My second criticism is more significant.  How much did the film and presence of a film crew influence the trajectory of Avery’s life?  The documentary depended on conflict and drama, and Avery provided plenty of both.  I don’t doubt that her confusion and struggle was real, but was it exaggerated and possibly even egged on unconsciously by talking about it with the screen writer?  Avery is credited as a co-writer with Opper of this documentary, so was likely intimately involved with developing the story.  Did the needs of the story dictate her actions?

Also, where were the adults in this child’s life trying to provide guidance during this phase?  Yes, sometimes parents can’t provide this guidance, but there were others in Avery’s life that could have stepped in, including Opper, who acknowledges in later interviews that she knew Avery for 10 years and was her mentor.  Avery’s rebellion was not a minor one.  She ran away and lived away from her family for more than half a year (the film did not say if she ever moved back home).  She got pregnant and terminated the pregnancy.  She stopped going to school.  Although not explored in the film, I suspect she made other potentially destructive choices while without adult guidance and supervision.  Where were her teachers, religious leaders, coaches?

Opper, a single young woman who hopes to adopt one day, said in a recent interview that young people need to be listened to without judgment and need the space to figure things out for themselves.  Spoken like a true non parent.  As a parent and as someone who has worked with adolescents for the last 15 years, I respectfully disagree.  Teens need adults in their lives to guide them and sometimes even to protect them from themselves.  We have lived longer and should have acquired more information on how to live.  It is our obligation to try to share this information.  Judgment is not necessarily a dirty word.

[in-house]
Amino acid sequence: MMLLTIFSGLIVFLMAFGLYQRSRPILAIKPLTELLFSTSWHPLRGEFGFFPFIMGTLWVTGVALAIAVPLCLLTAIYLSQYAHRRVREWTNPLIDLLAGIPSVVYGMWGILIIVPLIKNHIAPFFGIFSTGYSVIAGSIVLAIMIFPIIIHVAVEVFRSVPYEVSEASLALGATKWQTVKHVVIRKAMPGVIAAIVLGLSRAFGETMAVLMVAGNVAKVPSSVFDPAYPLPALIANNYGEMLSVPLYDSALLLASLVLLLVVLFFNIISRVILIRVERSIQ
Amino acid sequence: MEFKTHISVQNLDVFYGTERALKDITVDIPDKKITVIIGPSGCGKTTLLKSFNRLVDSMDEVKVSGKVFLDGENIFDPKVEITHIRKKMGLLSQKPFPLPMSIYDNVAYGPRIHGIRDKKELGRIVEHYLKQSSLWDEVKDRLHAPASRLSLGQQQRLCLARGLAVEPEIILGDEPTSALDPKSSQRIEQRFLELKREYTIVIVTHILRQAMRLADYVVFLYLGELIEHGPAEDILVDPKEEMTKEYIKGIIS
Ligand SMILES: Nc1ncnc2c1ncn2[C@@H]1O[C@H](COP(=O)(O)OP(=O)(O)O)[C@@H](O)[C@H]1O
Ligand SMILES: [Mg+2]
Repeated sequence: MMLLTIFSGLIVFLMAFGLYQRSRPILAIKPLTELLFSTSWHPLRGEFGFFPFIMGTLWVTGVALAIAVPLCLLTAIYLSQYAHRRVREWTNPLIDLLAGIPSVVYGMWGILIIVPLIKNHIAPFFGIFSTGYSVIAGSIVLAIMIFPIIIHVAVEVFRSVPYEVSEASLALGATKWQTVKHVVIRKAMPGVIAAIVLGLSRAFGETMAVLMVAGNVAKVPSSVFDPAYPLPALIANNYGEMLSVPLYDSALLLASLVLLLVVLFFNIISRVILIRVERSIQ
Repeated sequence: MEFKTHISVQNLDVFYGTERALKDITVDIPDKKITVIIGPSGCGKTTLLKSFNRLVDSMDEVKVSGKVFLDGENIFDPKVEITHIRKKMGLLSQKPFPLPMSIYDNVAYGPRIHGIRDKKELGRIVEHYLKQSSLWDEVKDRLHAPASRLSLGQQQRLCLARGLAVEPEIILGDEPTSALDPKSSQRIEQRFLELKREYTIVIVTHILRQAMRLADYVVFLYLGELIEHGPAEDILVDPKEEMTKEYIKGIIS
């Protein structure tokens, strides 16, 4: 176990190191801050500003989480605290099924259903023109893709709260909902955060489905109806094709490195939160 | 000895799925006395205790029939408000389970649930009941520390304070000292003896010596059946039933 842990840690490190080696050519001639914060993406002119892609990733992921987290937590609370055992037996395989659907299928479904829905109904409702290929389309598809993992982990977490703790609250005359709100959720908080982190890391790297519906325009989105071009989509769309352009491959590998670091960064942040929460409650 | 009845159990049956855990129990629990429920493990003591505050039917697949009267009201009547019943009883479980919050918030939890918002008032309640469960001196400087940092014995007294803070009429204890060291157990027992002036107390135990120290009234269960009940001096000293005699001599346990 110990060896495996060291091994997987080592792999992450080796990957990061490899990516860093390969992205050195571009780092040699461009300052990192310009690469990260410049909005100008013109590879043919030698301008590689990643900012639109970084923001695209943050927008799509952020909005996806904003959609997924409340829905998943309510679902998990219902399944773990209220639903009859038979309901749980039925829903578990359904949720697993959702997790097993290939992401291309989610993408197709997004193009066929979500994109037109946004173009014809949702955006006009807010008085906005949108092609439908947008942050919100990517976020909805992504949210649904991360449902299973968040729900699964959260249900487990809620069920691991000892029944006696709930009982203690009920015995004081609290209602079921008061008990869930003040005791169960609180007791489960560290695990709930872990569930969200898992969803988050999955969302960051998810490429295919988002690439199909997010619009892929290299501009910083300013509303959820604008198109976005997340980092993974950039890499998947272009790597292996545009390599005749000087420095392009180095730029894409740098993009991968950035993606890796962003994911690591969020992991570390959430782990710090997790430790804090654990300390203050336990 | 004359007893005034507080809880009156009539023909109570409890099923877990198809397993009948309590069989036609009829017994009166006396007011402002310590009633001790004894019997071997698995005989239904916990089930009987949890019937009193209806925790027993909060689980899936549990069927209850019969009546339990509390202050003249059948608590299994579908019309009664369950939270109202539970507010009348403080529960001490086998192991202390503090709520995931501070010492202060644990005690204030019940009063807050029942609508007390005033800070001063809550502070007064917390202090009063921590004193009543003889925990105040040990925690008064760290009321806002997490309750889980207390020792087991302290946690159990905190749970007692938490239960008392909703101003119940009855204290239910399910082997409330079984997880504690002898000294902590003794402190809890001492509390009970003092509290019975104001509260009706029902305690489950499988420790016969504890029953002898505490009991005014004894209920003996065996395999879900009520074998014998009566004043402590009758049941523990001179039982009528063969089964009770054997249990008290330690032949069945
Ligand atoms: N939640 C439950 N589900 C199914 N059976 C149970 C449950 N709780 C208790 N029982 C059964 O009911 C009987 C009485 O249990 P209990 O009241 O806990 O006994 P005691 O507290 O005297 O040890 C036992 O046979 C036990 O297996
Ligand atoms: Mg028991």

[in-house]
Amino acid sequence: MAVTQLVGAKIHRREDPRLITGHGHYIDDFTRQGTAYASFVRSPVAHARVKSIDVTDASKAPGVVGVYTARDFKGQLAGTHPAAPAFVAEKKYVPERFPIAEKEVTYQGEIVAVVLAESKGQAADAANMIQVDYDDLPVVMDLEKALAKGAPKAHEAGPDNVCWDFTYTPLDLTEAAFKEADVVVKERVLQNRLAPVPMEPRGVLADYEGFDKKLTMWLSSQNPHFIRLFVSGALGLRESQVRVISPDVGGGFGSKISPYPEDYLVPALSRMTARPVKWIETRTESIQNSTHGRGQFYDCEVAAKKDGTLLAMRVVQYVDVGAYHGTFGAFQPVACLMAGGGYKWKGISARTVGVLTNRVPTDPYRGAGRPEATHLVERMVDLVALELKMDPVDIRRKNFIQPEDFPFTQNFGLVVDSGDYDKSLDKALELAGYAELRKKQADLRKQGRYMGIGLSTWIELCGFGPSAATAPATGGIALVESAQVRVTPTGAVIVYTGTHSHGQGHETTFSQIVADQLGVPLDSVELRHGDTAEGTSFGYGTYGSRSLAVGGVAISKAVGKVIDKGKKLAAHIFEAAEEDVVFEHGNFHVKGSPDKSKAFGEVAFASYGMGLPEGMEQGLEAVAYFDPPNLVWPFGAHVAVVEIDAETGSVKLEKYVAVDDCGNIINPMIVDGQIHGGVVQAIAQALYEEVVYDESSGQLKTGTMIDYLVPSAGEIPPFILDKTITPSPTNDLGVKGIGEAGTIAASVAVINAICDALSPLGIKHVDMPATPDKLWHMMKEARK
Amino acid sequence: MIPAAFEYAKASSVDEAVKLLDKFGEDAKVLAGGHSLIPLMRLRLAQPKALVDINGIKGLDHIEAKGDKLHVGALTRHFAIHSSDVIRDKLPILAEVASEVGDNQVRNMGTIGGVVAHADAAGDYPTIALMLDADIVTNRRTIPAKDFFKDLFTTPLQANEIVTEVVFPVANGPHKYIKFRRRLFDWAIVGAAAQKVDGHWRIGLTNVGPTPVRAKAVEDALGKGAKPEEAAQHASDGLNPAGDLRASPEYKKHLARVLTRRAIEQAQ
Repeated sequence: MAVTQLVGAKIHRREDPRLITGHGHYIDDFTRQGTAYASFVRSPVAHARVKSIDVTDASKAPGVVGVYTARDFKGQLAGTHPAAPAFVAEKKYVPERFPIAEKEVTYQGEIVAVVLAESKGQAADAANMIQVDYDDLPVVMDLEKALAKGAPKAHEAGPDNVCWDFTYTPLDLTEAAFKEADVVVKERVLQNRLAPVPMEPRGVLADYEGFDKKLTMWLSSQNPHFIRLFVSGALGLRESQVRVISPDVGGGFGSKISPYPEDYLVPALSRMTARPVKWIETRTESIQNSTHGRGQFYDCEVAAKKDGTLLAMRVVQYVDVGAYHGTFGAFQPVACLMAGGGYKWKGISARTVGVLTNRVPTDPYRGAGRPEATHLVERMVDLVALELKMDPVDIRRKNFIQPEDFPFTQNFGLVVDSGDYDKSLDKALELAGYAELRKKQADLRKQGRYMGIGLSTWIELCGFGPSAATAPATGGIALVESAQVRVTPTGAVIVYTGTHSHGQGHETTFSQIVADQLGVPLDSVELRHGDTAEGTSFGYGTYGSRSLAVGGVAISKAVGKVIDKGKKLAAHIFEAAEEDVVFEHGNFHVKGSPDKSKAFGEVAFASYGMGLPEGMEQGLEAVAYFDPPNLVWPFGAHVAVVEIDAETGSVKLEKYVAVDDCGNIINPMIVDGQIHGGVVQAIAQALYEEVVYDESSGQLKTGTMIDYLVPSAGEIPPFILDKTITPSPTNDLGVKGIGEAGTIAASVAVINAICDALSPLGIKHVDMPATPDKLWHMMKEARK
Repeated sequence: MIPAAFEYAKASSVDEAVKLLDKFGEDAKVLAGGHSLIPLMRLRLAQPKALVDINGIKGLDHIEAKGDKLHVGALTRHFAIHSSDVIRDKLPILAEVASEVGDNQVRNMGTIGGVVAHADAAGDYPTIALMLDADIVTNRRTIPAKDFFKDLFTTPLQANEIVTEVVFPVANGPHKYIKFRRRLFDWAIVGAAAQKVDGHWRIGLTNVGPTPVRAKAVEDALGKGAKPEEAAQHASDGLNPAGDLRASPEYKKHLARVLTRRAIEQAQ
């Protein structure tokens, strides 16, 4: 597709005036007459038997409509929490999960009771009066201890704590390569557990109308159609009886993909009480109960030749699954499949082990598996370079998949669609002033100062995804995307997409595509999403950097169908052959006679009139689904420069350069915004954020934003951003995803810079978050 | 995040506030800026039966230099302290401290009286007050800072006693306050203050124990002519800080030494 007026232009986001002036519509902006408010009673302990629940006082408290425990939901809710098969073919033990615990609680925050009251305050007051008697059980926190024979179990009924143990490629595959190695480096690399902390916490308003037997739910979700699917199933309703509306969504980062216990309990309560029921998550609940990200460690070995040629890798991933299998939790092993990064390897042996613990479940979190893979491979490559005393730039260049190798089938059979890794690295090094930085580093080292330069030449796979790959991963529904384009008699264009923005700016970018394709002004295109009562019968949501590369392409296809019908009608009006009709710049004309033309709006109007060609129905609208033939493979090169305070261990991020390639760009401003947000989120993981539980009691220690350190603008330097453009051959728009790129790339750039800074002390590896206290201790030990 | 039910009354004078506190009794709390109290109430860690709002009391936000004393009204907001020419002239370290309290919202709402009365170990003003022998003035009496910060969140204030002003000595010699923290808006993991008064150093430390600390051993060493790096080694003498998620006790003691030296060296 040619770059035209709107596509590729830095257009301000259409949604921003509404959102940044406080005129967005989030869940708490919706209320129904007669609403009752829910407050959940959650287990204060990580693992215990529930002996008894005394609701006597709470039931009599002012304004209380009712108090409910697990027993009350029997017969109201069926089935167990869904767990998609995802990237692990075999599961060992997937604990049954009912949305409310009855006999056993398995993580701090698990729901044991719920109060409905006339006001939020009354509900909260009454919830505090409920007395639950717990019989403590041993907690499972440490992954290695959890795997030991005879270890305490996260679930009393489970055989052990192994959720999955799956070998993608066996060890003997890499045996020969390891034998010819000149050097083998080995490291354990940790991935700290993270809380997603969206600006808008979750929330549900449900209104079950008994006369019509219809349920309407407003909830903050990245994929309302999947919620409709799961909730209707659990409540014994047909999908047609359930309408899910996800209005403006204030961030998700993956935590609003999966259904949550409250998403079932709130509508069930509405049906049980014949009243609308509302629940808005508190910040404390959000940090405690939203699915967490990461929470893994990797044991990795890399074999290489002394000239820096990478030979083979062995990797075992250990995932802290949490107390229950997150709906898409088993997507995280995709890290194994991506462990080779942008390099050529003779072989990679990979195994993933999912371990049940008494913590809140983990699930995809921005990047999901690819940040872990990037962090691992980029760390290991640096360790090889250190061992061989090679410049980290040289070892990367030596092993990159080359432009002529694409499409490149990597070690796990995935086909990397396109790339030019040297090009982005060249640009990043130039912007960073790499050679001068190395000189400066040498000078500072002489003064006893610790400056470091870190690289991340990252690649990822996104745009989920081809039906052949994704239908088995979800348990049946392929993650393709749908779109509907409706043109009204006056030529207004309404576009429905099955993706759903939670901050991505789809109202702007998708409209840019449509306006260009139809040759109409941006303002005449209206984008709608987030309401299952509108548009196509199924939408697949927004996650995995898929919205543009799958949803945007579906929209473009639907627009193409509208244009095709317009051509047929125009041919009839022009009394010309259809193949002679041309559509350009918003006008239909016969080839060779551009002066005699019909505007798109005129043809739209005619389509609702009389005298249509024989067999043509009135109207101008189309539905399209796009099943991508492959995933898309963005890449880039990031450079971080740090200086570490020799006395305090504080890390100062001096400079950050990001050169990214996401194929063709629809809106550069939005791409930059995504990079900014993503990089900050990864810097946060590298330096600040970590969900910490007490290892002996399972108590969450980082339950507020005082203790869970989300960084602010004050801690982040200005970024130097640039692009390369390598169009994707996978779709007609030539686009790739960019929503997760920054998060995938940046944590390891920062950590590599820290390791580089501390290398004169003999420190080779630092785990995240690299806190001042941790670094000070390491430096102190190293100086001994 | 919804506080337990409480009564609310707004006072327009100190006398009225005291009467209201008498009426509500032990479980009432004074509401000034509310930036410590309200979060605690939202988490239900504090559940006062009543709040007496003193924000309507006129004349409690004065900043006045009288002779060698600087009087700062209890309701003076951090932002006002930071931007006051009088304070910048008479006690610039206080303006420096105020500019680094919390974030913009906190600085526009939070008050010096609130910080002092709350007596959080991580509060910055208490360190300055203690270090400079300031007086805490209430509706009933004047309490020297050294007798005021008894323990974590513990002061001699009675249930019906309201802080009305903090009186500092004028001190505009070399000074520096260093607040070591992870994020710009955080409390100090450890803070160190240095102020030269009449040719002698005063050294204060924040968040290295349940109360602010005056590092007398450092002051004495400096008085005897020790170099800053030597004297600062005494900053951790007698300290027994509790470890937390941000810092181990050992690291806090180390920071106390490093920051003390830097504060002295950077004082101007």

I strongly recommend that all parents, especially adoptive parents, watch this documentary.  It is available online until Dec. 7.  Hey, why not considering adding it to your film library by buying it for $25.  If you have Netflix, you can watch it on your computer or on your TV thru your Wii for free through their instant streaming.  Today, Wednesday, Sept. 8 at 2:00 Eastern time, Avery and Nicole Opper, will be participating in a live chat at the PBS site.  You can participate today or read the transcript later.

Image credit: Steve Woolf